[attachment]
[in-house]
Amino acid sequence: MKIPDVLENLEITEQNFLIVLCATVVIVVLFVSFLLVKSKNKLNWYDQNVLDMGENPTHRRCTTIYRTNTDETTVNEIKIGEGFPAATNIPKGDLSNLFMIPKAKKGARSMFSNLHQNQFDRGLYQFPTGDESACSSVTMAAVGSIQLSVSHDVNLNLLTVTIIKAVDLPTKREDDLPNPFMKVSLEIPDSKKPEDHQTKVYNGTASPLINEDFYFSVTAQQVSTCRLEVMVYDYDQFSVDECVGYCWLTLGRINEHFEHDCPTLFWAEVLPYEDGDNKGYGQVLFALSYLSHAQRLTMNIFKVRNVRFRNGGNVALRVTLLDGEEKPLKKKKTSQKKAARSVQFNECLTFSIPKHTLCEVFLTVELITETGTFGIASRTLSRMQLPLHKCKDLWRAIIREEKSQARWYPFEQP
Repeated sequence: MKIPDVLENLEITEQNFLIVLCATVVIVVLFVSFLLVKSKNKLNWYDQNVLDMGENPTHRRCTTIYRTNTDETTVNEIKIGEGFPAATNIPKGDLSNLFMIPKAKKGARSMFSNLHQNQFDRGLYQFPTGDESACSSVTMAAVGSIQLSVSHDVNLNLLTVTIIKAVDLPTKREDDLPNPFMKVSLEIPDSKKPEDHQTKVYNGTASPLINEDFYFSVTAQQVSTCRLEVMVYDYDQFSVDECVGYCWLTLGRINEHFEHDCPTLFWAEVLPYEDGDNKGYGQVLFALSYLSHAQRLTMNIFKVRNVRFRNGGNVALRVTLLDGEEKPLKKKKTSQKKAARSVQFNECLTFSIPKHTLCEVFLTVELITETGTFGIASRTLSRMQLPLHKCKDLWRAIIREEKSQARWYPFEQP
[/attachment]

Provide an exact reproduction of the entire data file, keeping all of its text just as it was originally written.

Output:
[in-house]
Amino acid sequence: MKIPDVLENLEITEQNFLIVLCATVVIVVLFVSFLLVKSKNKLNWYDQNVLDMGENPTHRRCTTIYRTNTDETTVNEIKIGEGFPAATNIPKGDLSNLFMIPKAKKGARSMFSNLHQNQFDRGLYQFPTGDESACSSVTMAAVGSIQLSVSHDVNLNLLTVTIIKAVDLPTKREDDLPNPFMKVSLEIPDSKKPEDHQTKVYNGTASPLINEDFYFSVTAQQVSTCRLEVMVYDYDQFSVDECVGYCWLTLGRINEHFEHDCPTLFWAEVLPYEDGDNKGYGQVLFALSYLSHAQRLTMNIFKVRNVRFRNGGNVALRVTLLDGEEKPLKKKKTSQKKAARSVQFNECLTFSIPKHTLCEVFLTVELITETGTFGIASRTLSRMQLPLHKCKDLWRAIIREEKSQARWYPFEQP
Repeated sequence: MKIPDVLENLEITEQNFLIVLCATVVIVVLFVSFLLVKSKNKLNWYDQNVLDMGENPTHRRCTTIYRTNTDETTVNEIKIGEGFPAATNIPKGDLSNLFMIPKAKKGARSMFSNLHQNQFDRGLYQFPTGDESACSSVTMAAVGSIQLSVSHDVNLNLLTVTIIKAVDLPTKREDDLPNPFMKVSLEIPDSKKPEDHQTKVYNGTASPLINEDFYFSVTAQQVSTCRLEVMVYDYDQFSVDECVGYCWLTLGRINEHFEHDCPTLFWAEVLPYEDGDNKGYGQVLFALSYLSHAQRLTMNIFKVRNVRFRNGGNVALRVTLLDGEEKPLKKKKTSQKKAARSVQFNECLTFSIPKHTLCEVFLTVELITETGTFGIASRTLSRMQLPLHKCKDLWRAIIREEKSQARWYPFEQP